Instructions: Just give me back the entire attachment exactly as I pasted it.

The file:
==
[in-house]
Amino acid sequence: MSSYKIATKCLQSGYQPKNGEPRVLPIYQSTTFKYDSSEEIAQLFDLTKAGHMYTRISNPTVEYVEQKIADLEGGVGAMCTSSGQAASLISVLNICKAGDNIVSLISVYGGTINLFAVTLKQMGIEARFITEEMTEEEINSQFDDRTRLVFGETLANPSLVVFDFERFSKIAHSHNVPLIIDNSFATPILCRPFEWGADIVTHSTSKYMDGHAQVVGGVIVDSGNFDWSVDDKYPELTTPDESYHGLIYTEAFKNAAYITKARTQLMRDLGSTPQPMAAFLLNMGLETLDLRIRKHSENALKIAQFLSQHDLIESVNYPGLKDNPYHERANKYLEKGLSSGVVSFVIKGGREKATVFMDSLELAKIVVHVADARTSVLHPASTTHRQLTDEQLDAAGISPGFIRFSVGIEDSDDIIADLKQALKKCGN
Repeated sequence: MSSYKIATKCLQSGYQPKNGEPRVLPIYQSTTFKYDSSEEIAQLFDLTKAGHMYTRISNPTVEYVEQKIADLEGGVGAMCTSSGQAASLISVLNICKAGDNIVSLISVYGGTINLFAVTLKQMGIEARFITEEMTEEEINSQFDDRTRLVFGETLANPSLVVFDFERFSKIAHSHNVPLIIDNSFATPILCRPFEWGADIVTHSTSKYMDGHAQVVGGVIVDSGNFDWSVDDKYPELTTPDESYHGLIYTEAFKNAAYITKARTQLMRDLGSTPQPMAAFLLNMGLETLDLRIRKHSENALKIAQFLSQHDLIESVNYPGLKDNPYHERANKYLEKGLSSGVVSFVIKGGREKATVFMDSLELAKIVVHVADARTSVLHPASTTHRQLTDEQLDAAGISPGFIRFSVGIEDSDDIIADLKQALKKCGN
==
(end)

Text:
[in-house]
Amino acid sequence: MSSYKIATKCLQSGYQPKNGEPRVLPIYQSTTFKYDSSEEIAQLFDLTKAGHMYTRISNPTVEYVEQKIADLEGGVGAMCTSSGQAASLISVLNICKAGDNIVSLISVYGGTINLFAVTLKQMGIEARFITEEMTEEEINSQFDDRTRLVFGETLANPSLVVFDFERFSKIAHSHNVPLIIDNSFATPILCRPFEWGADIVTHSTSKYMDGHAQVVGGVIVDSGNFDWSVDDKYPELTTPDESYHGLIYTEAFKNAAYITKARTQLMRDLGSTPQPMAAFLLNMGLETLDLRIRKHSENALKIAQFLSQHDLIESVNYPGLKDNPYHERANKYLEKGLSSGVVSFVIKGGREKATVFMDSLELAKIVVHVADARTSVLHPASTTHRQLTDEQLDAAGISPGFIRFSVGIEDSDDIIADLKQALKKCGN
Repeated sequence: MSSYKIATKCLQSGYQPKNGEPRVLPIYQSTTFKYDSSEEIAQLFDLTKAGHMYTRISNPTVEYVEQKIADLEGGVGAMCTSSGQAASLISVLNICKAGDNIVSLISVYGGTINLFAVTLKQMGIEARFITEEMTEEEINSQFDDRTRLVFGETLANPSLVVFDFERFSKIAHSHNVPLIIDNSFATPILCRPFEWGADIVTHSTSKYMDGHAQVVGGVIVDSGNFDWSVDDKYPELTTPDESYHGLIYTEAFKNAAYITKARTQLMRDLGSTPQPMAAFLLNMGLETLDLRIRKHSENALKIAQFLSQHDLIESVNYPGLKDNPYHERANKYLEKGLSSGVVSFVIKGGREKATVFMDSLELAKIVVHVADARTSVLHPASTTHRQLTDEQLDAAGISPGFIRFSVGIEDSDDIIADLKQALKKCGN